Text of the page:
When the newly elected parliament is assembled, only 88 of the 123 members are present. The opposition parties, with the Social Democratic SDSM at the forefront, boycott the meeting. They believe that the elections in April have not gone right and require a transitional government pending re-election. The OSCE, which monitored the elections, says that even if the elections themselves were conducted without major flaws, the election campaign could be criticized. Among other things, the media were not impartial and the ruling VMRO-DPMNE mixed the activities of the state and the party.


Election victory for incumbent president and government

April 27

The incumbent President Gjorge Ivanov wins in the second round with 55 percent of the vote, over Social Democrat Stevo Pendarovski. Ivanov won big already in the first round two weeks earlier, but the turnout was then too low for the result to count. In today’s recent parliamentary elections, a coalition of parties under VMRO-DPMNE gets 61 out of the 123 seats in parliament, while the Social Democrats, SDSM, receive 34 seats. BDI and PDSH receive 19 and 7 seats respectively. The government parties VMRO-DPMNE and BDI are thus strengthened from the election.


New elections are announced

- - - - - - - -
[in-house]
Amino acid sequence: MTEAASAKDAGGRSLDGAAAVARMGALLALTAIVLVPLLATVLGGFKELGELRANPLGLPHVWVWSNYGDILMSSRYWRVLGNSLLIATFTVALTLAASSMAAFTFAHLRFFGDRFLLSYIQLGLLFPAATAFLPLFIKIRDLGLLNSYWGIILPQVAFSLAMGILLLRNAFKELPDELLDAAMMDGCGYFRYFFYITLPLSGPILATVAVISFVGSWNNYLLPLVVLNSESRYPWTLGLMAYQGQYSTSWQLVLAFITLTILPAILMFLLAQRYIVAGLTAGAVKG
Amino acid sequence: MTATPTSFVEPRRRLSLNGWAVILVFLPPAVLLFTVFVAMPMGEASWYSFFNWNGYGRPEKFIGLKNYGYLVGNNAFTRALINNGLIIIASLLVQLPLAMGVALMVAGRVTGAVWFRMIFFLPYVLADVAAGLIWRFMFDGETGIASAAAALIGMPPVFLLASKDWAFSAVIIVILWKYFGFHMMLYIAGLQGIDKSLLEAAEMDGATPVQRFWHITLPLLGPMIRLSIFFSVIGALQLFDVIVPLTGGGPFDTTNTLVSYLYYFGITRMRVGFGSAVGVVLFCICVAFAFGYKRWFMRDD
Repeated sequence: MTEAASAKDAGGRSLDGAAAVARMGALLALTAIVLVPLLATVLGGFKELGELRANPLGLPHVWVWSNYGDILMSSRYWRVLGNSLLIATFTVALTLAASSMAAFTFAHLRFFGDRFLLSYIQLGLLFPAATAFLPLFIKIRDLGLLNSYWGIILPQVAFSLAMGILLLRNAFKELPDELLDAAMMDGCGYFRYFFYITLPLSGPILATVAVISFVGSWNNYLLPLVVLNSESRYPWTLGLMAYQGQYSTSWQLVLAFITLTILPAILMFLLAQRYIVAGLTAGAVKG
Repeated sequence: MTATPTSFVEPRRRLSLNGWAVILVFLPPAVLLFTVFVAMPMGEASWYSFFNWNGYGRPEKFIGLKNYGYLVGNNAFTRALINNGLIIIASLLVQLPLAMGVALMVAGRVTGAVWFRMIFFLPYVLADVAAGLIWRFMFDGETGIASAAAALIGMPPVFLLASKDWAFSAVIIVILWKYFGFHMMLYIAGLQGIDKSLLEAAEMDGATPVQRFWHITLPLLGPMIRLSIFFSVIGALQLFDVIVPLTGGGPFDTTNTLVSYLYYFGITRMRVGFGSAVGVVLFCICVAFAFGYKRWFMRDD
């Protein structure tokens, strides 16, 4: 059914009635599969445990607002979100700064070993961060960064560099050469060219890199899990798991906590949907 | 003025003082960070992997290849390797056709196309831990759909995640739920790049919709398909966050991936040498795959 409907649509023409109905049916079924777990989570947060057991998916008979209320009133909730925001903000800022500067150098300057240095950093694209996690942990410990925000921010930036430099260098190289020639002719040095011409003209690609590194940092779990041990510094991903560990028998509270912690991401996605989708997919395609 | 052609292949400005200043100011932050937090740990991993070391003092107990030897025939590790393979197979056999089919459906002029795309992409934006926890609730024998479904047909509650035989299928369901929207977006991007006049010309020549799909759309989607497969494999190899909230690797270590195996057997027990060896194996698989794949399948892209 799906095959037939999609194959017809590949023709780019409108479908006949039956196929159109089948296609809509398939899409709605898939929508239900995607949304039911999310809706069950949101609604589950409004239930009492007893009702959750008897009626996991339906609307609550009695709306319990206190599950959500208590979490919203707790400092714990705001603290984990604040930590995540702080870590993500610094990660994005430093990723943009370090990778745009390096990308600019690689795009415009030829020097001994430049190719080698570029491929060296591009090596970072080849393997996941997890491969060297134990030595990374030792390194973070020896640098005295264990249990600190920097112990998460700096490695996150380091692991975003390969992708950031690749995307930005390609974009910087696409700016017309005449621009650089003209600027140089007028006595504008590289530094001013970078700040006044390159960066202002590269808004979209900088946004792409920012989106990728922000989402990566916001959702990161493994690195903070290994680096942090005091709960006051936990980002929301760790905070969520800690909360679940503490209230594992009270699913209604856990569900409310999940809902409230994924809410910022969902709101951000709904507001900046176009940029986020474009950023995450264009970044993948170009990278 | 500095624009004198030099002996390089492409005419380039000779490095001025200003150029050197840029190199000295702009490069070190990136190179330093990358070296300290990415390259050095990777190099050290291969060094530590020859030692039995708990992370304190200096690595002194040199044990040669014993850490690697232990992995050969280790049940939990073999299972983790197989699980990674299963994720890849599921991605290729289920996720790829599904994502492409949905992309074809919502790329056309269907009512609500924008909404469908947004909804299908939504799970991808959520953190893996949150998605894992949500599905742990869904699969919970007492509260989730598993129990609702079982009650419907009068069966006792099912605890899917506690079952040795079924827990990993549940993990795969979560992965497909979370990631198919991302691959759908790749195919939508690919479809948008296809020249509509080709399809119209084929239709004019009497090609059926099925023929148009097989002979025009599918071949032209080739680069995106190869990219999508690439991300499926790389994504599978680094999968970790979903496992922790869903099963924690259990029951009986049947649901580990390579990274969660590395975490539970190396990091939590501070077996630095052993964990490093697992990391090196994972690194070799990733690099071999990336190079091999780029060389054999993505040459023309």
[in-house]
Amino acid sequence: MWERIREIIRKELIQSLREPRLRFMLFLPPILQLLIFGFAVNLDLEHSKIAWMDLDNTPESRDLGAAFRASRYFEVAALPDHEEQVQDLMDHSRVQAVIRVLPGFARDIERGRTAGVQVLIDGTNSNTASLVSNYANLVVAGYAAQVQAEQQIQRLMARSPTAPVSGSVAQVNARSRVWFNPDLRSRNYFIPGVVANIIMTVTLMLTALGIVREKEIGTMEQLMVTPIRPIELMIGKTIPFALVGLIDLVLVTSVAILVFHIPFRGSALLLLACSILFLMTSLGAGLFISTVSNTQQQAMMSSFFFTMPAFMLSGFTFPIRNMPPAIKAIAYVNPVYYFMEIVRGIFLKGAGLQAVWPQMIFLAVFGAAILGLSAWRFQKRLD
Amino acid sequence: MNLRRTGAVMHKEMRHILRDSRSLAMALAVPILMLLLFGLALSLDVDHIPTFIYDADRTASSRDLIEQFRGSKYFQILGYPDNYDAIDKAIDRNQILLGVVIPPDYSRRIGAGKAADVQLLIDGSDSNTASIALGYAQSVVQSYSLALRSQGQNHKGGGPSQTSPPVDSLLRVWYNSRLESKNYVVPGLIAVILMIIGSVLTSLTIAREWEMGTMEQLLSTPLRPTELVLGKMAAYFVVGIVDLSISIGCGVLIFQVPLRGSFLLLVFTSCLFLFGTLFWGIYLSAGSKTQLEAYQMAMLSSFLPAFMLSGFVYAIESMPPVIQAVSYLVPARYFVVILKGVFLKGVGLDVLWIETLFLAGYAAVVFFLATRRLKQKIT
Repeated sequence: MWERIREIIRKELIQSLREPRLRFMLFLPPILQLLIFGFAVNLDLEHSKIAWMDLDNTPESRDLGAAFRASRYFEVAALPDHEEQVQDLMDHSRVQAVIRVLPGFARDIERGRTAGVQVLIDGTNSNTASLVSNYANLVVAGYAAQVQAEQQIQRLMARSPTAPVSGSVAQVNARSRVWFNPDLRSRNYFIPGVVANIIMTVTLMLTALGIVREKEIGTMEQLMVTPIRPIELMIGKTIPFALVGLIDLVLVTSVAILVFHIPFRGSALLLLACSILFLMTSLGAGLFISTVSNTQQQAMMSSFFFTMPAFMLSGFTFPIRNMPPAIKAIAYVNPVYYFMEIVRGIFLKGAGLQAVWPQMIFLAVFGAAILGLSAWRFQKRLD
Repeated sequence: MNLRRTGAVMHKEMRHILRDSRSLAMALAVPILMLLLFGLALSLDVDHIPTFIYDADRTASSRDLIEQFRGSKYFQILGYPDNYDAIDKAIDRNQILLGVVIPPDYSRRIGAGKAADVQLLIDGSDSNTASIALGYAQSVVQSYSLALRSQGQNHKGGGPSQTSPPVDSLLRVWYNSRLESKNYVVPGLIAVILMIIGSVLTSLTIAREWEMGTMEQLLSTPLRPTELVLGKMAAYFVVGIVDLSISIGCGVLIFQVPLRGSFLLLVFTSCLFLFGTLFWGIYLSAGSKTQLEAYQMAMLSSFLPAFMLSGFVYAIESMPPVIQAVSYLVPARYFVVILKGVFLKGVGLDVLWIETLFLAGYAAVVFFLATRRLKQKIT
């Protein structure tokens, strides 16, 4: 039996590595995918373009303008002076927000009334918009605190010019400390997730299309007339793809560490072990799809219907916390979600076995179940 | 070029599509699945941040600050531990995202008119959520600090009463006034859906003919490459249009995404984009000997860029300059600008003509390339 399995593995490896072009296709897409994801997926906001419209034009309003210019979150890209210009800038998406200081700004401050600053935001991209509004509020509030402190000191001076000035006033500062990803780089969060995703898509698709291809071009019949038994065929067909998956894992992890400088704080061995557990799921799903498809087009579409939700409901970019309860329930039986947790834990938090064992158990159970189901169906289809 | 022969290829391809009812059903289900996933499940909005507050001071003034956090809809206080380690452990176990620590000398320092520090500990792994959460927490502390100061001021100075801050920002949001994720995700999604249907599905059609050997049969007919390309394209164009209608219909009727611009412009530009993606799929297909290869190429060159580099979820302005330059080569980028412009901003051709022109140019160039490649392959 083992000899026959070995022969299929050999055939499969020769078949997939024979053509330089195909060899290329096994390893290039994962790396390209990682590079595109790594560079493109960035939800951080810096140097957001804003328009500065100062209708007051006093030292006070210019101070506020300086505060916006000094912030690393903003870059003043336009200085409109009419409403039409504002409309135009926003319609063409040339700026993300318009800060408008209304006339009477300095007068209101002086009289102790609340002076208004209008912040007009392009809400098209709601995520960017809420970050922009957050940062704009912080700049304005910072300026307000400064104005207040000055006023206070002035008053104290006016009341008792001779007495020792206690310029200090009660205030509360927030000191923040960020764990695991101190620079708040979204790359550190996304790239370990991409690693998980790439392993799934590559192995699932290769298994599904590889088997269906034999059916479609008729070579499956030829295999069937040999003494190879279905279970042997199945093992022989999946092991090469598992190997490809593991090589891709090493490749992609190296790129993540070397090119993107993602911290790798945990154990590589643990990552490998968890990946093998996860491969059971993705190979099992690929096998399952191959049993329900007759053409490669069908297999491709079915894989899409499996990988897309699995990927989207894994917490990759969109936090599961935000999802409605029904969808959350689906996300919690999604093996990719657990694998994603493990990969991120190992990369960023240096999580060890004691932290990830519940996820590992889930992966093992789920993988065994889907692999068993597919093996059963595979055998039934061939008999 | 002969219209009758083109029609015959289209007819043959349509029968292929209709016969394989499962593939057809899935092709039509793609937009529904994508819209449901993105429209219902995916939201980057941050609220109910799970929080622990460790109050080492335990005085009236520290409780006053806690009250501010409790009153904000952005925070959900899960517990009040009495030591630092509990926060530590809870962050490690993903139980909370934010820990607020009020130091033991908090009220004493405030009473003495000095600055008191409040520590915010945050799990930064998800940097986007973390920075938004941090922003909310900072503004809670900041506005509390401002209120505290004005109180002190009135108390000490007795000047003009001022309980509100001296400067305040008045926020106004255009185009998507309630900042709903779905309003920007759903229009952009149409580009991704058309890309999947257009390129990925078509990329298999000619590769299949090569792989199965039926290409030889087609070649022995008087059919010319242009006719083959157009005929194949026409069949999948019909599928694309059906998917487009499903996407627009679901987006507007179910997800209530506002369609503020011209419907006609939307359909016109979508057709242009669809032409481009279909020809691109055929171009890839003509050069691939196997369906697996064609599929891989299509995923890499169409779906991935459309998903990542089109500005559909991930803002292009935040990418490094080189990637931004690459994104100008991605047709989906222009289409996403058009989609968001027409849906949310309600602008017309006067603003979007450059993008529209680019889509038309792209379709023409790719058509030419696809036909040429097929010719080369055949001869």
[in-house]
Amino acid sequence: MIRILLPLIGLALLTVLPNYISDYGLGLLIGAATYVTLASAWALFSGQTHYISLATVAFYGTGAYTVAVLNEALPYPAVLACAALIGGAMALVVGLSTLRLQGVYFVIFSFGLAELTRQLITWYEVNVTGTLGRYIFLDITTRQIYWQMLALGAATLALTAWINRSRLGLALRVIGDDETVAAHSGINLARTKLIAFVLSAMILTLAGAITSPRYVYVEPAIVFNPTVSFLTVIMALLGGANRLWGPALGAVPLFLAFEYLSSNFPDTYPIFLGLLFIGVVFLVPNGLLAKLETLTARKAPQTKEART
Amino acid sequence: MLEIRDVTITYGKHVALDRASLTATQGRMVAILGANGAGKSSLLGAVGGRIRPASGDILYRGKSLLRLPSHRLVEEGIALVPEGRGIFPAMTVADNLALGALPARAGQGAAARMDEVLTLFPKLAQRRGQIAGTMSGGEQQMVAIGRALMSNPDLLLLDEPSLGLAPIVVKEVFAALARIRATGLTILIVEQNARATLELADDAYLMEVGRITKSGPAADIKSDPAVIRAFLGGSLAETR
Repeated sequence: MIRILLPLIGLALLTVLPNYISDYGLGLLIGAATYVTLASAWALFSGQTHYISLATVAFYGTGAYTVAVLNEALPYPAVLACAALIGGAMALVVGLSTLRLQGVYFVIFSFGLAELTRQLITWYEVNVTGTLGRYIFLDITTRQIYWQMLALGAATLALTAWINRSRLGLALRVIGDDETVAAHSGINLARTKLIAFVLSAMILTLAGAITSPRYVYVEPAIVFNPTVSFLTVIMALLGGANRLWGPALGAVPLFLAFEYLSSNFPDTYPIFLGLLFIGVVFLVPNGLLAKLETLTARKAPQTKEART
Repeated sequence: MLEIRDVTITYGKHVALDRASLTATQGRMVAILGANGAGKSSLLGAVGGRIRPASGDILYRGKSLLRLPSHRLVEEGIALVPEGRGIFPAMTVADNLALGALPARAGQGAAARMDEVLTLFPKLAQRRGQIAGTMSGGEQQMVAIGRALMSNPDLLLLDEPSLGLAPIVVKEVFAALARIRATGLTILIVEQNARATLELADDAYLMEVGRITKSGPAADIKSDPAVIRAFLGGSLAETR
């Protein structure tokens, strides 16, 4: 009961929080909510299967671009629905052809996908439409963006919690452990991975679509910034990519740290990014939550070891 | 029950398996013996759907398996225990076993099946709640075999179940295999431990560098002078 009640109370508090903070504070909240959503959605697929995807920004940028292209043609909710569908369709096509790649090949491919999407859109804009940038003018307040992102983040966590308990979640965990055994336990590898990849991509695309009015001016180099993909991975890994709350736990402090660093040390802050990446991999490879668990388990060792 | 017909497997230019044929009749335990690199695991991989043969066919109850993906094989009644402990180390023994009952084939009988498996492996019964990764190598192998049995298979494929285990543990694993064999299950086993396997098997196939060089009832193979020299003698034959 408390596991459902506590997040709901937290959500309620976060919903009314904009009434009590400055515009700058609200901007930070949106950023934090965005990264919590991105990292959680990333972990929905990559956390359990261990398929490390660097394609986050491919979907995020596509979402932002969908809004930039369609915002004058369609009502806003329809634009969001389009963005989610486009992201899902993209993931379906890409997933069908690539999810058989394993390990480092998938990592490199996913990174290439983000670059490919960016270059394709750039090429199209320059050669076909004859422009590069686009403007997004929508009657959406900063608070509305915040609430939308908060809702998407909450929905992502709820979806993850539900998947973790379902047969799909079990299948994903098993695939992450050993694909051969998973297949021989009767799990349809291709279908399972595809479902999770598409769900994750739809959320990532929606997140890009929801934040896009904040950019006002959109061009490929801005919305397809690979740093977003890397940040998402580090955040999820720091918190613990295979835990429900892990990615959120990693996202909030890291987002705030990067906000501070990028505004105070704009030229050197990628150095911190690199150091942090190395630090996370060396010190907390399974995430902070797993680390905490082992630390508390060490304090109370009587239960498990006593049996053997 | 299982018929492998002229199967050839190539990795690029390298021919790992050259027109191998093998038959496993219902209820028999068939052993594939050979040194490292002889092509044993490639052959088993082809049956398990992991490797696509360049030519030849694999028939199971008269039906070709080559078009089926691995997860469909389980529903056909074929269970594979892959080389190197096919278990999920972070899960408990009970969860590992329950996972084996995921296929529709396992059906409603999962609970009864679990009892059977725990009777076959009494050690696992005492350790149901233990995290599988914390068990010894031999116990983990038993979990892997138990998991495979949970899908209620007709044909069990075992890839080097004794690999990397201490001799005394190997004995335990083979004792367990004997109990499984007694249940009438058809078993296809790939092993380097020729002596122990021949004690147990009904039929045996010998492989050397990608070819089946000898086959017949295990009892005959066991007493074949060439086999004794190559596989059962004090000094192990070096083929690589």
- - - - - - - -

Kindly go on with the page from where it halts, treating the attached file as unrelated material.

March 1st

Gruevski announces that parliamentary elections will be held on April 27, at the same time as a possible second round of elections in the presidential election. The decision comes when the smaller government partner BDI does not want to support incumbent President Gjorge Ivanov, who is believed to have fully supported VMRO-DPMNE’s Macedonian-nationalist policy despite being the president over party politics.


Changes in the electoral law

Parliament adopts amendments to the electoral law before the April presidential election. Among other things, restrictions are imposed on how much grants candidates can receive and misuse of public funds in the election campaigns can lead to imprisonment. The list of lists must also be updated four times a year. The amendments, which have been debated in Parliament for several years, are in line with EU standards.